SEATTLE — On the shores of Puget Sound, where evergreens mingle with industrial cranes, three activists hoist an orange banner into the air. Poised above the Seattle skyline, it addresses Washington’s Democratic Sens. Patty Murray and Maria Cantwell directly, demanding they “Save Wild Salmon” and “Restore Snake River.”
Just below the banner, about 50 protestors prepare for a march or half-mile kayak, one of six floating protests across the Northwest on August 7. Some affix signs to their boats while others inflate salmon- and orca shaped balloons (area orcas, one of Seattle’s iconic sights, rely on salmon from the Snake River).
The “Rally for the River” has an almost playful atmosphere as the boats push off into the silver water, where new “kayaktivists” paddle alongside the old guard. Debra Ellers, who dons a full-body orca suit, says this is her fourth flotilla protest in six years, but the message hasn’t changed: The four dams on the lower Snake River must be breached to save salmon and orcas from extinction.
With the approval of Seattle’s Duwamish Tribe, the mostly non-Native advocates are gathered to show solidarity with other Northwest tribes who have long advocated for a free-flowing Snake River.
Originating in Wyoming, the Snake River winds through Idaho and southeastern Washington, eventually joining the Columbia River out to the Pacific Ocean about 120 miles southwest of Seattle. Built between 1956 and 1975, the four lower Snake River dams in Washington provide hydropower, irrigation for farms and upriver transportation for grain. But these massive concrete structures have also caused salmon and steelhead populations, already depleted by industrial fishing, to plummet. Physical barriers impede fish migration, and stagnant pools created by the dams raise water temperatures to harmful levels, exacerbated by climate change.
For some Northwest tribes, the dams are straining resources that define their way of life. The Treaty of 1855 promised fishing rights to the Nez Perce, for example, but without the salmon, that promise is empty. “These for us are human rights issues,” Nakia Williamson-Cloud, cultural resource program director for the Nez Perce, tells the Seattle Times. “Without these things we lose everything: identity, language, spirituality, our way of thinking.”
The Shoshone-Bannock tribes of southeastern Idaho were the first to petition for protection of Snake River salmon under the Endangered Species Act, in 1990. The sockeye secured a spot on that list in 1991. Spring and summer chinook followed. That’s when the legal saga began.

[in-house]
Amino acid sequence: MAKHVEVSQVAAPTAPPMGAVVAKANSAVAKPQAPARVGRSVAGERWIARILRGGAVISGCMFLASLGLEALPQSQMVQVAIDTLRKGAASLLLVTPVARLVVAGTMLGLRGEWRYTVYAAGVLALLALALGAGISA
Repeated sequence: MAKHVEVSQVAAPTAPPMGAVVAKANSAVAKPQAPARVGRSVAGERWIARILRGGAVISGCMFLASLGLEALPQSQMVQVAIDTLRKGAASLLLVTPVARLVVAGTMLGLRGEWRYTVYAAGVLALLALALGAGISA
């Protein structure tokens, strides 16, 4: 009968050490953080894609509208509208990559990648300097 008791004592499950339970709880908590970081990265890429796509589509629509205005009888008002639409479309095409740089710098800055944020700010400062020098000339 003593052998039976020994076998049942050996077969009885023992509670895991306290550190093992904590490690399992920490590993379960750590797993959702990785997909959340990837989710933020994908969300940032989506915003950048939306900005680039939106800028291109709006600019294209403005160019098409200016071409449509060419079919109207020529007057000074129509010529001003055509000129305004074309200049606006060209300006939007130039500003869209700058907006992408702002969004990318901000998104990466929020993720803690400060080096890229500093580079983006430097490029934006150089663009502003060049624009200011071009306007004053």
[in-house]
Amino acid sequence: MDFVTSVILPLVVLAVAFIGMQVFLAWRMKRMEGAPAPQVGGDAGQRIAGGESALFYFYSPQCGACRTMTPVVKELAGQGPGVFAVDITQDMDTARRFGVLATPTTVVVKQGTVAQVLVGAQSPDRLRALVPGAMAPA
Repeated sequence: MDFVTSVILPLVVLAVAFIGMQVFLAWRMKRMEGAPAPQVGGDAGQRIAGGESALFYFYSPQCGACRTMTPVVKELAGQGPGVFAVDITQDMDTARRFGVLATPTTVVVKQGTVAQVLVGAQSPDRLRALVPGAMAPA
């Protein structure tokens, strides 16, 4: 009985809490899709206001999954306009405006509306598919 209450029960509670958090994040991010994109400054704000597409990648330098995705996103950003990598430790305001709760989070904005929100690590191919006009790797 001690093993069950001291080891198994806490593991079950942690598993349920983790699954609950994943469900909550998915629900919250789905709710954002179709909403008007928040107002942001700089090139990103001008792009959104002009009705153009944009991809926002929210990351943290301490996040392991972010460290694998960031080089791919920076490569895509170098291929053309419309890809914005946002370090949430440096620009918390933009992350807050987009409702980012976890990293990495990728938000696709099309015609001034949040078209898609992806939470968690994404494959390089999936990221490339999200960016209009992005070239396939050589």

The Act required the federal government create an official protection plan for the fish, but conservation advocates insisted the plan fell short. In 1992, Idaho’s Department of Fish and Game decided to sue, kicking off a decades-long cycle of litigation by state agencies, tribes and environmental groups in which courts repeatedly sided with the salmon, rejecting five federal plans. In 2016, the U.S. District Court of Oregon encouraged the government to consider dam removal, rebuking federal agencies for their failure to save the salmon. Meanwhile, salmon restoration efforts (including hatchery programs and dam alterations) have cost the government more than $17 billion over the past 30 years, even as the fish swim toward extinction.
In February, Rep. Mike Simpson (R‑Idaho) surprised many salmon advocates with his $33.5 billion Columbia Basin Initiative, which suggests breaching the lower Snake dams while compensating the energy, agricultural and tourism industries.
The plan has been met with both praise and concern. In May, the Affiliated Tribes of Northwest Indians issued a resolution of support signed by 50 of 57 member tribes. The National Congress of American Indians adopted a similar resolution shortly after, calling on Congress and the Biden administration to set aside funding.
Opponents of dam removal — mostly community utilities and agricultural workers — cite the necessity of hydropower for a carbon-free future. But others argue the decreasing cost of wind and solar power, paired with new battery technology and energy efficiency, could render these particular dams obsolete.
Still others are wary of Simpson’s initiative for a different reason — because it includes a 35- to 50-year extension for the other dams in the Columbia Basin and a 35-year moratorium on related environmental litigation. In an open letter published in March, representatives of various environmental groups argued dam removal should not be achieved “by suspending the protections of our bedrock environmental laws for a generation or more.” In Congress to date, only Rep. Earl Blumenauer (D‑Ore.) has come out in favor of Simpson’s proposal, though he doesn’t support the litigation moratorium. Simpson has been careful to emphasize that his plan is not yet final; drafting the actual bill could take a year or more.
Indigenous communities, meanwhile, are demanding immediate action. “We’re talking about survival,” Devon Boyer, chairman of the Shoshone-Bannock tribes, said on July 7 at a gathering of more than 15 tribes organized by the Nez Perce and the Affiliated Tribes of Northwest Indians.
Speakers at the Rally for the River echoed this urgency. “We have to breach the dams,” said Bill Moyer, executive director of the Backbone Campaign, an artistic activist group and rally cosponsor. “We have to do it ASAP.”
Christy Carley is a Seattle- and Spain- based journalist and In These Times editorial intern.